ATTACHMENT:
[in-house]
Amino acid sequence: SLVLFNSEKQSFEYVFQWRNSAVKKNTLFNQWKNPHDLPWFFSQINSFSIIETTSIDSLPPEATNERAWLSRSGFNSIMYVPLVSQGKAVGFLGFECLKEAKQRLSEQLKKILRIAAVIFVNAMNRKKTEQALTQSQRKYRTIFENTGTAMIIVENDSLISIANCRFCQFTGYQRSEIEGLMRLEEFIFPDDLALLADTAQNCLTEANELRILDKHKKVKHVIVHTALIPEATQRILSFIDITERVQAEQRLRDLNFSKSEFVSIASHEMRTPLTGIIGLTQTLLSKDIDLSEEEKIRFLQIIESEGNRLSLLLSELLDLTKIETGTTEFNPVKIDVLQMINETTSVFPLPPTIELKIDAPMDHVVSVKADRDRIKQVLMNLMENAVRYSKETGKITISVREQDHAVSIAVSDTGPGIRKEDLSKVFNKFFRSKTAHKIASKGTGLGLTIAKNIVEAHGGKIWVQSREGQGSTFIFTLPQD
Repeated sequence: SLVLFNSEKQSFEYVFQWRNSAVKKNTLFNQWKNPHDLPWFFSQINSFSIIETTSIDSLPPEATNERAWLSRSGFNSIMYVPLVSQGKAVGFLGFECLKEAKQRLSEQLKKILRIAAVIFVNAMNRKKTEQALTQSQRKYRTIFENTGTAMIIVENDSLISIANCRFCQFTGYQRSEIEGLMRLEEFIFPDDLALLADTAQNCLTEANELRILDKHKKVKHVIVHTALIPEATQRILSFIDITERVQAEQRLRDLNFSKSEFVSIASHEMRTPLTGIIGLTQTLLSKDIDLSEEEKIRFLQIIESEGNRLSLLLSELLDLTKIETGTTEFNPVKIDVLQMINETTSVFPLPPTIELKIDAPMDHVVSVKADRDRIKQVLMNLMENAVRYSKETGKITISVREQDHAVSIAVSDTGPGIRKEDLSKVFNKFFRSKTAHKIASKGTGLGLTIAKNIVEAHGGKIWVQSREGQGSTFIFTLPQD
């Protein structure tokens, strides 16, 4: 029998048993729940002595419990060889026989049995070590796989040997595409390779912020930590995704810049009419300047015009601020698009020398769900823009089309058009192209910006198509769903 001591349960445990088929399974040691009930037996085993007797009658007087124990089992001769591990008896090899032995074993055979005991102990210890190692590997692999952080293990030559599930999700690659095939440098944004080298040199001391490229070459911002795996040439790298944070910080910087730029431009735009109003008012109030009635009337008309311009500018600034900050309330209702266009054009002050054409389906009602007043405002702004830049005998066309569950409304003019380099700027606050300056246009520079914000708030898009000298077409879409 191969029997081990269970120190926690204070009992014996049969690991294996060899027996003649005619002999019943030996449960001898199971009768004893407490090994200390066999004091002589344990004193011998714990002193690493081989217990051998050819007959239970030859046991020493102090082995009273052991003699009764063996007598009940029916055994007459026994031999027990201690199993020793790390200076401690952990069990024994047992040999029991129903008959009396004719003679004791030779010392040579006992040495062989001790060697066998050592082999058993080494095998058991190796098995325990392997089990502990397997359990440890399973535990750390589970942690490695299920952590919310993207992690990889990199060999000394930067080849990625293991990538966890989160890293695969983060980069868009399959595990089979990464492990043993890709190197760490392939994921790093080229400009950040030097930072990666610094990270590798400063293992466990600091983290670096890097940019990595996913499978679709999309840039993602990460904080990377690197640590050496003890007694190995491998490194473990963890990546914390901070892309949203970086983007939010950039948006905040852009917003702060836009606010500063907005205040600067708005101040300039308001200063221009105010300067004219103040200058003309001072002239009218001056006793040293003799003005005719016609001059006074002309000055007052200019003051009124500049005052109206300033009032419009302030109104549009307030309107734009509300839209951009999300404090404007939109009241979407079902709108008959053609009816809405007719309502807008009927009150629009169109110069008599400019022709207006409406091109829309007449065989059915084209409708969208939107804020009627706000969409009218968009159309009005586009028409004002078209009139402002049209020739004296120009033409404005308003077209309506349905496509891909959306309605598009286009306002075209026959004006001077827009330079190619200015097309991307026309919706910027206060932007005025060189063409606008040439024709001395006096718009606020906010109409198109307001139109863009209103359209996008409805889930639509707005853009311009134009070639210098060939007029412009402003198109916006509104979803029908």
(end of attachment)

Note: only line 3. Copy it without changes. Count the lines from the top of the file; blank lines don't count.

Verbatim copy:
Repeated sequence: SLVLFNSEKQSFEYVFQWRNSAVKKNTLFNQWKNPHDLPWFFSQINSFSIIETTSIDSLPPEATNERAWLSRSGFNSIMYVPLVSQGKAVGFLGFECLKEAKQRLSEQLKKILRIAAVIFVNAMNRKKTEQALTQSQRKYRTIFENTGTAMIIVENDSLISIANCRFCQFTGYQRSEIEGLMRLEEFIFPDDLALLADTAQNCLTEANELRILDKHKKVKHVIVHTALIPEATQRILSFIDITERVQAEQRLRDLNFSKSEFVSIASHEMRTPLTGIIGLTQTLLSKDIDLSEEEKIRFLQIIESEGNRLSLLLSELLDLTKIETGTTEFNPVKIDVLQMINETTSVFPLPPTIELKIDAPMDHVVSVKADRDRIKQVLMNLMENAVRYSKETGKITISVREQDHAVSIAVSDTGPGIRKEDLSKVFNKFFRSKTAHKIASKGTGLGLTIAKNIVEAHGGKIWVQSREGQGSTFIFTLPQD